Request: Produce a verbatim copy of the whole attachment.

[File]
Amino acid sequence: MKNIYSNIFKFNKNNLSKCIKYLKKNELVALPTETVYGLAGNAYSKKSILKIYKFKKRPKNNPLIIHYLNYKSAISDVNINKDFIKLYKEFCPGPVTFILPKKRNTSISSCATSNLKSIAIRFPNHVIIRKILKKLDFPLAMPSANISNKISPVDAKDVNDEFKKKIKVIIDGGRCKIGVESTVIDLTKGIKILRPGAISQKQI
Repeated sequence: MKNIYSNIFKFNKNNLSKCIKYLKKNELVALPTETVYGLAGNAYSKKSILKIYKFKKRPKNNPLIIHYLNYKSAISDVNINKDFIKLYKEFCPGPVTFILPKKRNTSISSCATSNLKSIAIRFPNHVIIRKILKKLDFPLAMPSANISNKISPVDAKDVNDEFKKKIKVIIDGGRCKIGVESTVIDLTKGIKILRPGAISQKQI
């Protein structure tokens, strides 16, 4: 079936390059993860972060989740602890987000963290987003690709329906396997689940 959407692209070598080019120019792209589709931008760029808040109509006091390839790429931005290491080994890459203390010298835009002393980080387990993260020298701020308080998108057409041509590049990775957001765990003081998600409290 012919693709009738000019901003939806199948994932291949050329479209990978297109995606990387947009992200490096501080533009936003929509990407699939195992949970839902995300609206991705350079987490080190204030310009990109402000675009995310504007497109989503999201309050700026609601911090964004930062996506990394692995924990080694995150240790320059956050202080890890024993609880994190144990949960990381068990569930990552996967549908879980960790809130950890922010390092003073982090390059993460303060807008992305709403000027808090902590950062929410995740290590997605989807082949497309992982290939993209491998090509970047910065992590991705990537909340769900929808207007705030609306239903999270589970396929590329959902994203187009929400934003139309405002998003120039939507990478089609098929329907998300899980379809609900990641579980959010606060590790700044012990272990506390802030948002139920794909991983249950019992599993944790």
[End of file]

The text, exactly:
Amino acid sequence: MKNIYSNIFKFNKNNLSKCIKYLKKNELVALPTETVYGLAGNAYSKKSILKIYKFKKRPKNNPLIIHYLNYKSAISDVNINKDFIKLYKEFCPGPVTFILPKKRNTSISSCATSNLKSIAIRFPNHVIIRKILKKLDFPLAMPSANISNKISPVDAKDVNDEFKKKIKVIIDGGRCKIGVESTVIDLTKGIKILRPGAISQKQI
Repeated sequence: MKNIYSNIFKFNKNNLSKCIKYLKKNELVALPTETVYGLAGNAYSKKSILKIYKFKKRPKNNPLIIHYLNYKSAISDVNINKDFIKLYKEFCPGPVTFILPKKRNTSISSCATSNLKSIAIRFPNHVIIRKILKKLDFPLAMPSANISNKISPVDAKDVNDEFKKKIKVIIDGGRCKIGVESTVIDLTKGIKILRPGAISQKQI
């Protein structure tokens, strides 16, 4: 079936390059993860972060989740602890987000963290987003690709329906396997689940 959407692209070598080019120019792209589709931008760029808040109509006091390839790429931005290491080994890459203390010298835009002393980080387990993260020298701020308080998108057409041509590049990775957001765990003081998600409290 012919693709009738000019901003939806199948994932291949050329479209990978297109995606990387947009992200490096501080533009936003929509990407699939195992949970839902995300609206991705350079987490080190204030310009990109402000675009995310504007497109989503999201309050700026609601911090964004930062996506990394692995924990080694995150240790320059956050202080890890024993609880994190144990949960990381068990569930990552996967549908879980960790809130950890922010390092003073982090390059993460303060807008992305709403000027808090902590950062929410995740290590997605989807082949497309992982290939993209491998090509970047910065992590991705990537909340769900929808207007705030609306239903999270589970396929590329959902994203187009929400934003139309405002998003120039939507990478089609098929329907998300899980379809609900990641579980959010606060590790700044012990272990506390802030948002139920794909991983249950019992599993944790």